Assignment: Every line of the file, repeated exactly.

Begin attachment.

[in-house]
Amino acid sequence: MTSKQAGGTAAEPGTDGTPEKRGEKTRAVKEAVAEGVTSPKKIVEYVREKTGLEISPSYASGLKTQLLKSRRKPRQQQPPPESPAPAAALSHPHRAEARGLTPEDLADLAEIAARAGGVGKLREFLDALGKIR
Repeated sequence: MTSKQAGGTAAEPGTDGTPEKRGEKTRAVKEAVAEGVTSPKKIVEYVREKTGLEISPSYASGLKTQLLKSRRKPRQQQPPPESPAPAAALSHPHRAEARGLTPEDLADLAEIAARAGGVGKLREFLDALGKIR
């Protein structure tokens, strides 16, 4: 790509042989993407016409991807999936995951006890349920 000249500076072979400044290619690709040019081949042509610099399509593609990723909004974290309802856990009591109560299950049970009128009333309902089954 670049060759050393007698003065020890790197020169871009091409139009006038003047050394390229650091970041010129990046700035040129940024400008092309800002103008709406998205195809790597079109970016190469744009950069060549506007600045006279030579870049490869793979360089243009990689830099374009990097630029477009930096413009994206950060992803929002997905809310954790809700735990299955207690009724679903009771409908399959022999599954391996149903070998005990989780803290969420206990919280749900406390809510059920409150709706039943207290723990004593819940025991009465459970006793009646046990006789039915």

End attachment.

[in-house]
Amino acid sequence: MTSKQAGGTAAEPGTDGTPEKRGEKTRAVKEAVAEGVTSPKKIVEYVREKTGLEISPSYASGLKTQLLKSRRKPRQQQPPPESPAPAAALSHPHRAEARGLTPEDLADLAEIAARAGGVGKLREFLDALGKIR
Repeated sequence: MTSKQAGGTAAEPGTDGTPEKRGEKTRAVKEAVAEGVTSPKKIVEYVREKTGLEISPSYASGLKTQLLKSRRKPRQQQPPPESPAPAAALSHPHRAEARGLTPEDLADLAEIAARAGGVGKLREFLDALGKIR
């Protein structure tokens, strides 16, 4: 790509042989993407016409991807999936995951006890349920 000249500076072979400044290619690709040019081949042509610099399509593609990723909004974290309802856990009591109560299950049970009128009333309902089954 670049060759050393007698003065020890790197020169871009091409139009006038003047050394390229650091970041010129990046700035040129940024400008092309800002103008709406998205195809790597079109970016190469744009950069060549506007600045006279030579870049490869793979360089243009990689830099374009990097630029477009930096413009994206950060992803929002997905809310954790809700735990299955207690009724679903009771409908399959022999599954391996149903070998005990989780803290969420206990919280749900406390809510059920409150709706039943207290723990004593819940025991009465459970006793009646046990006789039915």